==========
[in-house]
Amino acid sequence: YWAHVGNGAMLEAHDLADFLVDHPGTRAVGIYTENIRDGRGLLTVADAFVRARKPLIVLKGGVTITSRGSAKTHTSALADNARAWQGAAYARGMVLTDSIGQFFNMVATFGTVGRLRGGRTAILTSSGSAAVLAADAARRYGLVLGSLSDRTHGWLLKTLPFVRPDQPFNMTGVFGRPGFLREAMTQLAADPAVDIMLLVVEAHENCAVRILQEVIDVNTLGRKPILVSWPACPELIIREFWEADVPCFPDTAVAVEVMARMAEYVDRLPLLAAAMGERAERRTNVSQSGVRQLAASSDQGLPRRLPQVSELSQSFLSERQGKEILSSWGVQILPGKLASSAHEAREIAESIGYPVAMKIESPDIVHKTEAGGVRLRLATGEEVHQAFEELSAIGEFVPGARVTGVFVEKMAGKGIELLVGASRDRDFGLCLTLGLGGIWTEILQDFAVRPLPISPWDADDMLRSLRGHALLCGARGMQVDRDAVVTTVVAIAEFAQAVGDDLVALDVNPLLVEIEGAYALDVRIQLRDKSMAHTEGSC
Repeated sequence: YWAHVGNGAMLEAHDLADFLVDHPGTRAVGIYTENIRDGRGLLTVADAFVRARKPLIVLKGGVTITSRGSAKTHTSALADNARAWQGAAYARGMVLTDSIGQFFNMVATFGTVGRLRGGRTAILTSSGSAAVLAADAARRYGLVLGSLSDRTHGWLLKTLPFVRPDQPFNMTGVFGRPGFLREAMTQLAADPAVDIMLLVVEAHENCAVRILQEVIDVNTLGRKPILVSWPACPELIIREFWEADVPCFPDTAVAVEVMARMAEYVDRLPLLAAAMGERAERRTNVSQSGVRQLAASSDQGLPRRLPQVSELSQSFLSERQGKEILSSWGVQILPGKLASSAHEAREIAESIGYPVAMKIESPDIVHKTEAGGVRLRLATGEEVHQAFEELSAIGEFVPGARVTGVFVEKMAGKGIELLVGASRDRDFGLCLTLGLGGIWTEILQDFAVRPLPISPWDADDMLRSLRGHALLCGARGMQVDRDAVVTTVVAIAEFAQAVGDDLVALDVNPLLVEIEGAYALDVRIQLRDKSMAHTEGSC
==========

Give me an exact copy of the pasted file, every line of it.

[in-house]
Amino acid sequence: YWAHVGNGAMLEAHDLADFLVDHPGTRAVGIYTENIRDGRGLLTVADAFVRARKPLIVLKGGVTITSRGSAKTHTSALADNARAWQGAAYARGMVLTDSIGQFFNMVATFGTVGRLRGGRTAILTSSGSAAVLAADAARRYGLVLGSLSDRTHGWLLKTLPFVRPDQPFNMTGVFGRPGFLREAMTQLAADPAVDIMLLVVEAHENCAVRILQEVIDVNTLGRKPILVSWPACPELIIREFWEADVPCFPDTAVAVEVMARMAEYVDRLPLLAAAMGERAERRTNVSQSGVRQLAASSDQGLPRRLPQVSELSQSFLSERQGKEILSSWGVQILPGKLASSAHEAREIAESIGYPVAMKIESPDIVHKTEAGGVRLRLATGEEVHQAFEELSAIGEFVPGARVTGVFVEKMAGKGIELLVGASRDRDFGLCLTLGLGGIWTEILQDFAVRPLPISPWDADDMLRSLRGHALLCGARGMQVDRDAVVTTVVAIAEFAQAVGDDLVALDVNPLLVEIEGAYALDVRIQLRDKSMAHTEGSC
Repeated sequence: YWAHVGNGAMLEAHDLADFLVDHPGTRAVGIYTENIRDGRGLLTVADAFVRARKPLIVLKGGVTITSRGSAKTHTSALADNARAWQGAAYARGMVLTDSIGQFFNMVATFGTVGRLRGGRTAILTSSGSAAVLAADAARRYGLVLGSLSDRTHGWLLKTLPFVRPDQPFNMTGVFGRPGFLREAMTQLAADPAVDIMLLVVEAHENCAVRILQEVIDVNTLGRKPILVSWPACPELIIREFWEADVPCFPDTAVAVEVMARMAEYVDRLPLLAAAMGERAERRTNVSQSGVRQLAASSDQGLPRRLPQVSELSQSFLSERQGKEILSSWGVQILPGKLASSAHEAREIAESIGYPVAMKIESPDIVHKTEAGGVRLRLATGEEVHQAFEELSAIGEFVPGARVTGVFVEKMAGKGIELLVGASRDRDFGLCLTLGLGGIWTEILQDFAVRPLPISPWDADDMLRSLRGHALLCGARGMQVDRDAVVTTVVAIAEFAQAVGDDLVALDVNPLLVEIEGAYALDVRIQLRDKSMAHTEGSC